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Fri, Apr

LA City Budget: Trouble Ahead

LA WATCHDOG

LA WATCHDOG - The Controller’s charter mandated Revenue Forecast Report projected General Fund revenues of $7.56 billion for the upcoming fiscal year that begins on July 1, essentially equal to the anticipated revenue in the CAO’s June Budget Outlook.   

[Note: This revenue projection assumes a “soft landing” for the economy.  If there is recession, all bets are off.]

  

Left unanswered is the cost of achieving the Mayor’s goal of moving 17,000 homeless individuals off our streets and into housing.  But this is very expensive. 

The Mayor’s Inside Safe program will require expenditures of over $600 million a year assuming a cost of $100 per night per hotel room.  

Alternatively, permanent supportive housing for 17,000 homeless individuals will require an investment of over $10 billion, assuming a cost of $600,000 a unit, a number supported by a report by former Controller Ron Galperin. 

More than likely, these costs will be covered, at least in part, by the proceeds from the Homeless and Housing Solutions Tax that was approved by 57% of the voters in November. This tax on sales of property of $5 million or more is expected to generate between $600 million and $1.1 billion per year. 

The Controller’s report also mentioned other issues that need to be addressed, not only in the current budget, but for the longer term.  

Today, 20% of the City positions are vacant, hindering the City’s ability to operate efficiently and provide services required by Angelenos.  Is there a plan?  What is the cost? And will the understaffed Personnel Department be able to execute the plan?  

The shortage of manpower is also an issue with the Police Department, especially given the number of early retirements and resignations and the inability to attract new recruits. To achieve full staffing will cost an estimated $100 million. 

The Controller also pointed out that inflation will have a negative impact on labor negotiations, putting pressure on the City “to live within its means.”.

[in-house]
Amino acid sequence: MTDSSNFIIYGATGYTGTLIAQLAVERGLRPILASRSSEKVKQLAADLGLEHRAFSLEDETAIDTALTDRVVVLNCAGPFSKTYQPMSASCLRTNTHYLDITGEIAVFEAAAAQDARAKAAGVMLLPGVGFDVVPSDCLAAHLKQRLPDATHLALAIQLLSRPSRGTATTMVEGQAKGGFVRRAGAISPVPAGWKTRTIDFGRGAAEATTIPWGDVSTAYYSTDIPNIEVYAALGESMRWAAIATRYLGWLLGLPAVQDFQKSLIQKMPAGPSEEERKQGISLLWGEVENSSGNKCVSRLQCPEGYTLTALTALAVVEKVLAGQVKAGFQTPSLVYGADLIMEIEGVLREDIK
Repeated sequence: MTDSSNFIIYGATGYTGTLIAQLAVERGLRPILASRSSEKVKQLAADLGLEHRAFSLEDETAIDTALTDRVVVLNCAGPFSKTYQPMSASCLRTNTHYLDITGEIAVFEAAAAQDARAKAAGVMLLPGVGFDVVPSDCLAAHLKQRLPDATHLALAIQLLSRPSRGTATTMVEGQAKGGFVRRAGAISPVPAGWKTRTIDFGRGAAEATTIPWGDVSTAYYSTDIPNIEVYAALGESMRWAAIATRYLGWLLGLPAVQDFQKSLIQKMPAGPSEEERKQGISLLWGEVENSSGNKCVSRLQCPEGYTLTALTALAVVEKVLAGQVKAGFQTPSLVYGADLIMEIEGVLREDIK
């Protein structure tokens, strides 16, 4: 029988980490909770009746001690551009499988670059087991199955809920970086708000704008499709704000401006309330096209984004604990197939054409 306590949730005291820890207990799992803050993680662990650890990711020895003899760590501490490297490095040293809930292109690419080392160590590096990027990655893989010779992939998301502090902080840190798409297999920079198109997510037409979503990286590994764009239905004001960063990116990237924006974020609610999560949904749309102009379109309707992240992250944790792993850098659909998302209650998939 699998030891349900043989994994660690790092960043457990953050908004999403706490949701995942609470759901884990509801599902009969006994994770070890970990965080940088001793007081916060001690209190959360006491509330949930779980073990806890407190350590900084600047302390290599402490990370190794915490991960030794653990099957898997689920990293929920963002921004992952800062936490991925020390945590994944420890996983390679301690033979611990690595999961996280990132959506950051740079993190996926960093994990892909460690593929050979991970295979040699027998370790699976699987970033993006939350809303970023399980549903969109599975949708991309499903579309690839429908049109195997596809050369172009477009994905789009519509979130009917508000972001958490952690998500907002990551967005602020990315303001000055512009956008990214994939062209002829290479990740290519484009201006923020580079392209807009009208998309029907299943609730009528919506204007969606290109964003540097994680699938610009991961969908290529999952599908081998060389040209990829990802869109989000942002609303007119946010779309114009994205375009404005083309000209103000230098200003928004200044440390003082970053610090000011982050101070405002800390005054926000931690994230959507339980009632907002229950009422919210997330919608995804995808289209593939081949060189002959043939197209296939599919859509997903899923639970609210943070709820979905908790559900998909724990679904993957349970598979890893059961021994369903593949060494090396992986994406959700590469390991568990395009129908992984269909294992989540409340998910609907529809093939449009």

There is also the issue of what is the City doing to mitigate Intergenerational Theft, where we dump billions of liabilities on the next generation of Angelenos.   

The City also does not have a plan to tackle the deferred maintenance of our streets, sidewalks, parks, the City’s buildings and facilities, and its management information systems.  In the past, the ticket for deferred maintenance was estimated to be in the range of $10 billion. 

We also have an unfunded pension liability of almost $9 billion (85% funded) and no plan to eliminate this liability.  In the past, the LA 2020 Commission recommended the establishment of a pension commission to develop a series of recommendations to fund the two plans and at the same time educate Angelenos.  An excellent recommendation for our new mayor. 

The City’s “hand to mouth” upcoming budget must be balanced.  At the same time, City Hall needs to develop a long term strategic and financial plan that allows Angelenos to understand the City’s goals (homelessness, staffing and labor agreements, infrastructure, pensions) and at the same time eliminate Intergenerational Theft. 

This is not an easy task, but a necessary one that is needed to gain the trust and confidence of Angelenos.

 (Jack Humphreville writes LA Watchdog for CityWatch. He is the President of the DWP Advocacy Committee, the Budget and DWP representative for the Greater Wilshire Neighborhood Council, and a Neighborhood Council Budget Advocate.  He can be reached at:  [email protected].)

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